Opinion | The military can’t be reformed

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AP Photo/J. Scott Applewhite

The Capitol as seen in Washington on Nov. 11, 2022.

By Sofia Uriagereka-Herburger, Staff Columnist

Every time military recruitment emails darken my inbox, regardless of the branch they’re sent from, I think of Pat Tillman. 

In mid-April of 2004, Tillman was writing in his notebook while deployed at Forward Operating Base Salerno, in Afghanistan. A former NFL player with a $3.6 million contract who joined the U.S. Army after 9/11, Tillman earnestly believed that he could serve in the military with moral purpose and continue with his life after. On April 22, 2004, his fellow soldiers shot him three times at close range and told his family he died by enemy fire. 

Tillman witnessed the Jessica Lynch propaganda cover-up and, quickly disillusioned with the reality of the U.S. counter-terrorism tactics, grew aware of the illegitimacy of the military’s presence in Afghanistan. Multiple soldiers and his own brother remember him saying that the war is “so f-cking illegal.” The All-American poster child of the army started to write critical manifestos in private. U.S. soldiers burned the notebook where he wrote them, along with the clothes he wore when ambushed.

“Friendly fire” deaths are still commonplace since the invasion of the Persian Gulf in 1991. However, the sheer amount of lies told to Tillman’s family — and the growing awareness of his distaste for the “counterinsurgency” practices — make it very likely that he was killed for planning to speak out publicly against the war. 

There’s a slew of myths surrounding the military’s alleged progress today, but none quite so long-lasting and harmful as the fantasy of changing it from the inside. For as long as the imperial core has had security forces, consistently arming the most violent and prejudiced members of society has both increased the legitimacy of their abuse and effectively neutralized the potential for change that could’ve come from within.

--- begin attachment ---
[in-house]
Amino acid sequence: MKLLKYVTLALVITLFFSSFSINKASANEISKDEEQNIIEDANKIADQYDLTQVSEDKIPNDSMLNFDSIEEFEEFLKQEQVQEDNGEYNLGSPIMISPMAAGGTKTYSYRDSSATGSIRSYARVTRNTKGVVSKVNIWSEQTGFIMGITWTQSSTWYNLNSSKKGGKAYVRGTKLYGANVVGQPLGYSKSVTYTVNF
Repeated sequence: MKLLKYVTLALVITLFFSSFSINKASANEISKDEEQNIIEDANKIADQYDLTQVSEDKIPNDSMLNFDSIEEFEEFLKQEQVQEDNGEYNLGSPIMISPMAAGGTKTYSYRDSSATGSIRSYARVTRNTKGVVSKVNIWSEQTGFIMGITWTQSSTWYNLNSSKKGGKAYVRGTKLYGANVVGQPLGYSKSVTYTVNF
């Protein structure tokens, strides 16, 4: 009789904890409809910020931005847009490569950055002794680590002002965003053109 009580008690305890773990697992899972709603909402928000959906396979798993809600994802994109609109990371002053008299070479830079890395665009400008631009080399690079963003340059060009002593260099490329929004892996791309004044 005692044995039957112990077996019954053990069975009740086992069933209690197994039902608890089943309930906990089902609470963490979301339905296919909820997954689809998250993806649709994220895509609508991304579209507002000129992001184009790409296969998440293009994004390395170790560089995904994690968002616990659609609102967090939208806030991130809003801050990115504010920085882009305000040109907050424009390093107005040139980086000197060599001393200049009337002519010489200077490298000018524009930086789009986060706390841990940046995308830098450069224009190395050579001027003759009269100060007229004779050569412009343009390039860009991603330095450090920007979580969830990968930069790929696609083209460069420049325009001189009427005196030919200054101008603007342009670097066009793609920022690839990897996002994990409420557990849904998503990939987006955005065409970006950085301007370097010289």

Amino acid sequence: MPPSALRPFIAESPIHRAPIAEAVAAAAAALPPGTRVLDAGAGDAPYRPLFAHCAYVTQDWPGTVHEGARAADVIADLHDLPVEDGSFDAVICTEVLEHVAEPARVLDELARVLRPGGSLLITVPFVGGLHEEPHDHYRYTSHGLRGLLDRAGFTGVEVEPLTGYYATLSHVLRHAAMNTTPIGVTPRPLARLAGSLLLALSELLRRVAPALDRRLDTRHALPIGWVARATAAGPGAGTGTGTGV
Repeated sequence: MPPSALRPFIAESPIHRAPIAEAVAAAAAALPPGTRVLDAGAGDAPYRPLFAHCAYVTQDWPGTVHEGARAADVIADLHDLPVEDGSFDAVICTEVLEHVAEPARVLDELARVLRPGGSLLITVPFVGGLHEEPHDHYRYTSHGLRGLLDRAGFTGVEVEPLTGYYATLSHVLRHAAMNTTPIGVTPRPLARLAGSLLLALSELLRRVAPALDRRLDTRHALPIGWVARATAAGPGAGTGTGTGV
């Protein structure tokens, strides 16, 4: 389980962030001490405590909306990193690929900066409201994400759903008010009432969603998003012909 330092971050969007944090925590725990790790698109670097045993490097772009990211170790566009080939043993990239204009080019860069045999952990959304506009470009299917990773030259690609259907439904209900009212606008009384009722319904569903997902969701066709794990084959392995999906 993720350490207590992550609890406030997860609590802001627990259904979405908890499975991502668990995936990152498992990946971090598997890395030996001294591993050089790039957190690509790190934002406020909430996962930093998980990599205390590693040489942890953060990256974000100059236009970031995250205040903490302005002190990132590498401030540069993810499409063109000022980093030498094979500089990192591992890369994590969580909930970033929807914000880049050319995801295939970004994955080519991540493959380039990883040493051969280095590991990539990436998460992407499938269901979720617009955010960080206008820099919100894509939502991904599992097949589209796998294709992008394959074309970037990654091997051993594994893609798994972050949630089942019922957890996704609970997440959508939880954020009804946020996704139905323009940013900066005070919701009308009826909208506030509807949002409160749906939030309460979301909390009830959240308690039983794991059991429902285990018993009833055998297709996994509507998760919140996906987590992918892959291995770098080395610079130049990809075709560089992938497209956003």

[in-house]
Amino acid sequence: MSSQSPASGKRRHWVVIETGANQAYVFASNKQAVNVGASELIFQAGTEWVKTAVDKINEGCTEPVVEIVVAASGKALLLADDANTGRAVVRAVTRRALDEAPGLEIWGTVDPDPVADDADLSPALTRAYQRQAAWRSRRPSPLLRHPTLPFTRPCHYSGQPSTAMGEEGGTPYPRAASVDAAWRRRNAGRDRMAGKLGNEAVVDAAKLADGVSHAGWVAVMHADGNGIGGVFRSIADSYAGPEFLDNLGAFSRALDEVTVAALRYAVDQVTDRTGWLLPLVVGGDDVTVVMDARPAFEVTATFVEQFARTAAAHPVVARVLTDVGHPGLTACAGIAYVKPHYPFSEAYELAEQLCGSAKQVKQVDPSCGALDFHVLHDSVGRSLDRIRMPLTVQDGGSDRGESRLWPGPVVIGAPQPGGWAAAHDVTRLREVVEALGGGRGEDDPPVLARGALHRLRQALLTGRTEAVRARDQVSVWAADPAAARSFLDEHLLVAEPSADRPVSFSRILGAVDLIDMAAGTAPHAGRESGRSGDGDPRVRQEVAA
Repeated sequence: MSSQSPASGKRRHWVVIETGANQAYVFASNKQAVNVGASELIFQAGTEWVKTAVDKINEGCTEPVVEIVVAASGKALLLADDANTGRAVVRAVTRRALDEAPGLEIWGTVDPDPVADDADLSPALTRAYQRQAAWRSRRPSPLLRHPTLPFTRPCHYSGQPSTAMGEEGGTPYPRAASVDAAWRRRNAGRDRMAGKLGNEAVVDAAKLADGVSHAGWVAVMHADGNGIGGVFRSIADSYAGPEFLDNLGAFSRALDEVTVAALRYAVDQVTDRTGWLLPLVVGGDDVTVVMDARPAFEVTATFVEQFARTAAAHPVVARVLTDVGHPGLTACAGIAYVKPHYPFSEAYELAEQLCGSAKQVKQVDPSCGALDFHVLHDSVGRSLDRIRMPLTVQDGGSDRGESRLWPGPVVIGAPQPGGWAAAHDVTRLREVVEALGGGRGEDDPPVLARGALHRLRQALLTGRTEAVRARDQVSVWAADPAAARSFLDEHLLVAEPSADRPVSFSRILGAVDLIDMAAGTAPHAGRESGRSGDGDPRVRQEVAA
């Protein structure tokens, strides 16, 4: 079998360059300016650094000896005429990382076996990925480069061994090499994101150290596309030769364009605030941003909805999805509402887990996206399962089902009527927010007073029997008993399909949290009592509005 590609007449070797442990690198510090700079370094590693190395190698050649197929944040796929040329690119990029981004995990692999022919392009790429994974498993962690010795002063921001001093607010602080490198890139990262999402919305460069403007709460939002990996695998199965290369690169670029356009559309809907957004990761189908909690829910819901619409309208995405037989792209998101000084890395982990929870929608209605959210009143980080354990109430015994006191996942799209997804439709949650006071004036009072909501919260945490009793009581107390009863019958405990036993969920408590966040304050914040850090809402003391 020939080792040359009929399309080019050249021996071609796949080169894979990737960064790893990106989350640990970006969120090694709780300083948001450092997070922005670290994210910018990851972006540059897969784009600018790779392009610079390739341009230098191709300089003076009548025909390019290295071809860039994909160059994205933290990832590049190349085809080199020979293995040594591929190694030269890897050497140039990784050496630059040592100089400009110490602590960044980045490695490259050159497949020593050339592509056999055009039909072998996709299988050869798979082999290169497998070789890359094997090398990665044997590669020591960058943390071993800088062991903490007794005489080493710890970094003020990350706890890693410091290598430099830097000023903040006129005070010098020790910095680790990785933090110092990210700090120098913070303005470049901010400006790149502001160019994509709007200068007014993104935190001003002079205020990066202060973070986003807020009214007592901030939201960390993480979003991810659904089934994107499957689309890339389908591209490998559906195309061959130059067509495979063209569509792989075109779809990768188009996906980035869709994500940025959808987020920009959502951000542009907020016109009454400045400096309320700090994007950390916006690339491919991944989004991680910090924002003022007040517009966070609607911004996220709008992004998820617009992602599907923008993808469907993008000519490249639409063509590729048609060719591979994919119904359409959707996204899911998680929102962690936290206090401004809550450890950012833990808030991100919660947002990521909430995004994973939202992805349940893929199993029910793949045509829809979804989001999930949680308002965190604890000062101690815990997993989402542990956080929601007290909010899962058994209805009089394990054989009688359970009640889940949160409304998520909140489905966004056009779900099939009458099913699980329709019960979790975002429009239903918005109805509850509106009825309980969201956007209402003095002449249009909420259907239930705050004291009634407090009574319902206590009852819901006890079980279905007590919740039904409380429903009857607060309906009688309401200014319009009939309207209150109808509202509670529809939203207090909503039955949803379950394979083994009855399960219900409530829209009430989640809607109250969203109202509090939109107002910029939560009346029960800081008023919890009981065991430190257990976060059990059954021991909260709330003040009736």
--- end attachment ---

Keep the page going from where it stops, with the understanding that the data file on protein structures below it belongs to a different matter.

Tillman was a celebrity athlete, and even when his fame should have made him untouchable, the simple fact of his critical views on the war made him the target of the belligerent, drugged-up and structure-dependent soldiers all around him. The fact is, Tillman didn’t stand a chance. No one does, when confronted with an enemy as thoroughly, unabashedly evil, grossly over-funded and weaponized as the U.S. armed forces. 

In 2002, the Bush administration allowed itself to invade Hague if U.S. servicemen were ever tried in international criminal courts. Even domestically, witnesses end up dead quite often when “appropriate” channels are taken to punitively reform security forces, regardless of whether they’re critical from the inside like Tillman, or complete innocents already exploited to a devastating degree. 

These military and police organizations are seemingly structured and defined by intimidation. An individual who disagrees with the herd mentality, while already rare, will also have to confront the complete loss of the social structure they’re in, one which does not forgive insubordination — that is, if they do not already face physical intimidation from their peers. It is naive and potentially very dangerous to think that a small number of morally driven people can make an impact from within.

While it’s understandable that the prospect of reforming the military seduces some, even those conversations are composed entirely of frighteningly delusional narratives that change exactly nothing for those already in the gunsights. There is no better example of this than the way the U.S. runs its military prisons. Both Obama and Biden made extensive, well-written and entirely pointless statements about their wishes for the Guantanamo Bay prison camp to close, while allowing it to continue with impunity. Speaking optimistically about the future to gloss over the brutality of the present is a practice that completely defined the post-Gulf discussions.